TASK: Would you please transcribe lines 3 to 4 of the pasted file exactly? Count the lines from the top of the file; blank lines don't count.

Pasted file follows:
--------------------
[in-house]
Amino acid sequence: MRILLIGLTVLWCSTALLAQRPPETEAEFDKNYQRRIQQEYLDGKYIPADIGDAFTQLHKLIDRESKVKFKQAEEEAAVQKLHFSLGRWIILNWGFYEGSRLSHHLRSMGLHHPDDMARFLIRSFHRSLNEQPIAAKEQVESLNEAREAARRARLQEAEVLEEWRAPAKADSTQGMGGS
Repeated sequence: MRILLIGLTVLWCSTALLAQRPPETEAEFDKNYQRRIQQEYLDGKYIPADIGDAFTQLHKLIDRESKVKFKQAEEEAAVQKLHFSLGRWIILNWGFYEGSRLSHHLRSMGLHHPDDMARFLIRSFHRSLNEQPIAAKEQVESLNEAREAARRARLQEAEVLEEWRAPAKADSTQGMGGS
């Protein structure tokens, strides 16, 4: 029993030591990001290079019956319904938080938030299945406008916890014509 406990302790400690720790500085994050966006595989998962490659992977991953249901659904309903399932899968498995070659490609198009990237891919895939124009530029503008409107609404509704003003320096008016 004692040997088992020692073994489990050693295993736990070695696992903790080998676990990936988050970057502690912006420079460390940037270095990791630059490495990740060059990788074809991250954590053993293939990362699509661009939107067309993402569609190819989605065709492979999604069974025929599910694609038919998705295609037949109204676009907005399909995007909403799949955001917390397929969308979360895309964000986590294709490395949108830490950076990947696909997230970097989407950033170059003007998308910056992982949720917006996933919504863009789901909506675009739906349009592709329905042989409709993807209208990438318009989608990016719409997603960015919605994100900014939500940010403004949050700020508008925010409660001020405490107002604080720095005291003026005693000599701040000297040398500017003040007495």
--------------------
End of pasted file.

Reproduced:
Repeated sequence: MRILLIGLTVLWCSTALLAQRPPETEAEFDKNYQRRIQQEYLDGKYIPADIGDAFTQLHKLIDRESKVKFKQAEEEAAVQKLHFSLGRWIILNWGFYEGSRLSHHLRSMGLHHPDDMARFLIRSFHRSLNEQPIAAKEQVESLNEAREAARRARLQEAEVLEEWRAPAKADSTQGMGGS
């Protein structure tokens, strides 16, 4: 029993030591990001290079019956319904938080938030299945406008916890014509 406990302790400690720790500085994050966006595989998962490659992977991953249901659904309903399932899968498995070659490609198009990237891919895939124009530029503008409107609404509704003003320096008016 004692040997088992020692073994489990050693295993736990070695696992903790080998676990990936988050970057502690912006420079460390940037270095990791630059490495990740060059990788074809991250954590053993293939990362699509661009939107067309993402569609190819989605065709492979999604069974025929599910694609038919998705295609037949109204676009907005399909995007909403799949955001917390397929969308979360895309964000986590294709490395949108830490950076990947696909997230970097989407950033170059003007998308910056992982949720917006996933919504863009789901909506675009739906349009592709329905042989409709993807209208990438318009989608990016719409997603960015919605994100900014939500940010403004949050700020508008925010409660001020405490107002604080720095005291003026005693000599701040000297040398500017003040007495």